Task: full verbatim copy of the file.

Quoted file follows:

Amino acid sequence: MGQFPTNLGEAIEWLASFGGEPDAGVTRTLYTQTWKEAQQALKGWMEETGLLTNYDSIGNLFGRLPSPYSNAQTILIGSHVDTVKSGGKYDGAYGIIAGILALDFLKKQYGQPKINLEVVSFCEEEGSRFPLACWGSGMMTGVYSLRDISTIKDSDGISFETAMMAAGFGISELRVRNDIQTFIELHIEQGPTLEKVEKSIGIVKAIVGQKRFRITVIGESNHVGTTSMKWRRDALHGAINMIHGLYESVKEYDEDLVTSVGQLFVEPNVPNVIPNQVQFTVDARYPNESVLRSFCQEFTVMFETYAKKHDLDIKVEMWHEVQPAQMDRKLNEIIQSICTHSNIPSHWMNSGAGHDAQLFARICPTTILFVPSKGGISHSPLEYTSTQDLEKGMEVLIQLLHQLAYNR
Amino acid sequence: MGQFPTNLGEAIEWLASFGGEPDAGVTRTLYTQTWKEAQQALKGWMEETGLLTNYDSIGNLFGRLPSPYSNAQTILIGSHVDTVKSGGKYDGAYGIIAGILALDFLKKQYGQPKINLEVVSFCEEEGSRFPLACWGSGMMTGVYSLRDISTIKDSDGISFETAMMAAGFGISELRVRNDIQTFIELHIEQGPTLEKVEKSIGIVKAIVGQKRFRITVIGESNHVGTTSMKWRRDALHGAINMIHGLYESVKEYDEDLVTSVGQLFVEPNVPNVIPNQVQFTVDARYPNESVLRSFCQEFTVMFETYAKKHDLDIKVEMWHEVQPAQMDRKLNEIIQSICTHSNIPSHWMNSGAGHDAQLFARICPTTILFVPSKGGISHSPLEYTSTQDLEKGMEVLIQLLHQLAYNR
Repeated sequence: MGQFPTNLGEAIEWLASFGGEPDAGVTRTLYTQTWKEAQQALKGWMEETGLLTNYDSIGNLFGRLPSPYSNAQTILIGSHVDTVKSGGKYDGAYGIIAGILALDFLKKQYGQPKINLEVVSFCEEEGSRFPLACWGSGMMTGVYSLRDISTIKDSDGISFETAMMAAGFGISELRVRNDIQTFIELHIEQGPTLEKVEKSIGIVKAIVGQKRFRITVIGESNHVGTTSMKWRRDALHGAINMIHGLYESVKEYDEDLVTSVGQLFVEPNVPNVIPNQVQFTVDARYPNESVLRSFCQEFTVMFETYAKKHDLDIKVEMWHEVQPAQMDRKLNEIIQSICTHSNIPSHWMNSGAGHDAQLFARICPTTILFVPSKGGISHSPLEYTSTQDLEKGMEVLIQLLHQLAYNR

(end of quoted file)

Amino acid sequence: MGQFPTNLGEAIEWLASFGGEPDAGVTRTLYTQTWKEAQQALKGWMEETGLLTNYDSIGNLFGRLPSPYSNAQTILIGSHVDTVKSGGKYDGAYGIIAGILALDFLKKQYGQPKINLEVVSFCEEEGSRFPLACWGSGMMTGVYSLRDISTIKDSDGISFETAMMAAGFGISELRVRNDIQTFIELHIEQGPTLEKVEKSIGIVKAIVGQKRFRITVIGESNHVGTTSMKWRRDALHGAINMIHGLYESVKEYDEDLVTSVGQLFVEPNVPNVIPNQVQFTVDARYPNESVLRSFCQEFTVMFETYAKKHDLDIKVEMWHEVQPAQMDRKLNEIIQSICTHSNIPSHWMNSGAGHDAQLFARICPTTILFVPSKGGISHSPLEYTSTQDLEKGMEVLIQLLHQLAYNR
Amino acid sequence: MGQFPTNLGEAIEWLASFGGEPDAGVTRTLYTQTWKEAQQALKGWMEETGLLTNYDSIGNLFGRLPSPYSNAQTILIGSHVDTVKSGGKYDGAYGIIAGILALDFLKKQYGQPKINLEVVSFCEEEGSRFPLACWGSGMMTGVYSLRDISTIKDSDGISFETAMMAAGFGISELRVRNDIQTFIELHIEQGPTLEKVEKSIGIVKAIVGQKRFRITVIGESNHVGTTSMKWRRDALHGAINMIHGLYESVKEYDEDLVTSVGQLFVEPNVPNVIPNQVQFTVDARYPNESVLRSFCQEFTVMFETYAKKHDLDIKVEMWHEVQPAQMDRKLNEIIQSICTHSNIPSHWMNSGAGHDAQLFARICPTTILFVPSKGGISHSPLEYTSTQDLEKGMEVLIQLLHQLAYNR
Repeated sequence: MGQFPTNLGEAIEWLASFGGEPDAGVTRTLYTQTWKEAQQALKGWMEETGLLTNYDSIGNLFGRLPSPYSNAQTILIGSHVDTVKSGGKYDGAYGIIAGILALDFLKKQYGQPKINLEVVSFCEEEGSRFPLACWGSGMMTGVYSLRDISTIKDSDGISFETAMMAAGFGISELRVRNDIQTFIELHIEQGPTLEKVEKSIGIVKAIVGQKRFRITVIGESNHVGTTSMKWRRDALHGAINMIHGLYESVKEYDEDLVTSVGQLFVEPNVPNVIPNQVQFTVDARYPNESVLRSFCQEFTVMFETYAKKHDLDIKVEMWHEVQPAQMDRKLNEIIQSICTHSNIPSHWMNSGAGHDAQLFARICPTTILFVPSKGGISHSPLEYTSTQDLEKGMEVLIQLLHQLAYNR